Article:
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Artist faces up to 20 years in jail because he took secret pictures of people in a public space.


All Kyle McDonald wanted to do was create an art project where he could explore people’s relationships with computers. The only caveat being though was that the people being photographed (and later being downloaded onto a website) had absolutely no idea they were being photographed.

dailymail.co.uk: An artist who created a blog out of secret photographs of people looking at computers in Apple stores in New York is being investigated by the Secret Service.

‘People Staring At Computers,’ the simply-named Tumblr blog, went viral in June.

Created by artist Kyle McDonald, it collects images taken surreptitiously from the built-in cameras in computers in the stores.

On the surface one could suffice that the project is legitimate. After all the store expressly gave Mr McDonald impression to install a programme inside the computers that took pictures. But according to the secret service they’re of the opinion that Mr McDonald’s project has violating computer fraud laws.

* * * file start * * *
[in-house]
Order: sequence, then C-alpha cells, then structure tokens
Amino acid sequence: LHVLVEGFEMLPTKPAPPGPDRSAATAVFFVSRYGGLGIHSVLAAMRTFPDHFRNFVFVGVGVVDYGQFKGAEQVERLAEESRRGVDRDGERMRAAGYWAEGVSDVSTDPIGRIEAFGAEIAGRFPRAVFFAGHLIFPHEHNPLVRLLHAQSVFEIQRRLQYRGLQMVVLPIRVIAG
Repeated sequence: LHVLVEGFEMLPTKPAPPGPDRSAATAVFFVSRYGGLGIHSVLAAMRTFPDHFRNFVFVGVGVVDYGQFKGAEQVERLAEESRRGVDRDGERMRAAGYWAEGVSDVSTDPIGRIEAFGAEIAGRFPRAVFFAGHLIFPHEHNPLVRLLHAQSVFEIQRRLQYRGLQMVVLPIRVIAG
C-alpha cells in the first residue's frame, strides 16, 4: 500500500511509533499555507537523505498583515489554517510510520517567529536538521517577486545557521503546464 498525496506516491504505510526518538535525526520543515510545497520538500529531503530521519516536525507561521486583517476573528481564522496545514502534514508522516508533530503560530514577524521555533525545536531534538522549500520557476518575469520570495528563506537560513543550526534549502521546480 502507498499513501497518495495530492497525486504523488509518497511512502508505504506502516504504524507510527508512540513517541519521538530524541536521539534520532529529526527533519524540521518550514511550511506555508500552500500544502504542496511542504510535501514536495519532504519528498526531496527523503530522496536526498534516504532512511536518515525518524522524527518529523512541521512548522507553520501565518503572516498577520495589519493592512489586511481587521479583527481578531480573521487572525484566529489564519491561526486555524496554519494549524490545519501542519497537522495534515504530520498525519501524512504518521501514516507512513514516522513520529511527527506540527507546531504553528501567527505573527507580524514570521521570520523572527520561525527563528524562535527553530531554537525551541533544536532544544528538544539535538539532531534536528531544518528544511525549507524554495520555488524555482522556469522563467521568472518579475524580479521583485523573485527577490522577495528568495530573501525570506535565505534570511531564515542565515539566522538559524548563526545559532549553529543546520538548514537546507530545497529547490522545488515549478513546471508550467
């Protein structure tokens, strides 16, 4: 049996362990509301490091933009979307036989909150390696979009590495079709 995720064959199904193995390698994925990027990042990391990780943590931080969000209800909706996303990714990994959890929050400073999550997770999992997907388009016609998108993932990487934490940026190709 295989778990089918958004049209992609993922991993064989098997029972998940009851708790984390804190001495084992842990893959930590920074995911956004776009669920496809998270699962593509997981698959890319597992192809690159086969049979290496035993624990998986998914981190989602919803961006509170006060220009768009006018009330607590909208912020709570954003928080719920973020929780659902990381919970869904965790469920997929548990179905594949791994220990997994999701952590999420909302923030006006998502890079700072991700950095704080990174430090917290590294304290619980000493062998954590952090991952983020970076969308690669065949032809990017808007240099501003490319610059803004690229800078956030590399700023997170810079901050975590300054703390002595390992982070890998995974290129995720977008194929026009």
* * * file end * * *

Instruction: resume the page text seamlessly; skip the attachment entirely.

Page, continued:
People Staring at Computers from Kyle McDonald on Vimeo.

washingtonpost: Within days (of a video exhibit of the photos being displayed at the Apple stores), the Secret Service, which investigates computer crimes, had raided McDonald’s house, seizing his two laptops, two flash drives and iPod.

But it seems the perceived crime has less to do with photographing people without their knowledge but more to do a section ‘18 USC section 1030‘ which pertains to fraud and related activity in connection with computers. In other words he might be in trouble for exceeding authorized access, something one could expect to apply to finance companies and entities that involve national security.

To date no charges have yet to be made, although Mr McDonald has been briefed that charges may well come as authorities study the content and deliberate. Electronic Frontier Foundation, a civil liberties site has taken to advising Mr McDonald about his rights.

In the end one has to wonder whether what one perceives as art or an attempt to explore boundaries can legally be sustained as legitimate expression or as a covert operation to undermine integrity within computer frameworks which on one level is what the art is all about, or rather has suddenly become.

Which is to say, should Mr McDonald be arrested he will by default perhaps have created one of the most remarkable pieces of art that he  could have never entirely envisaged…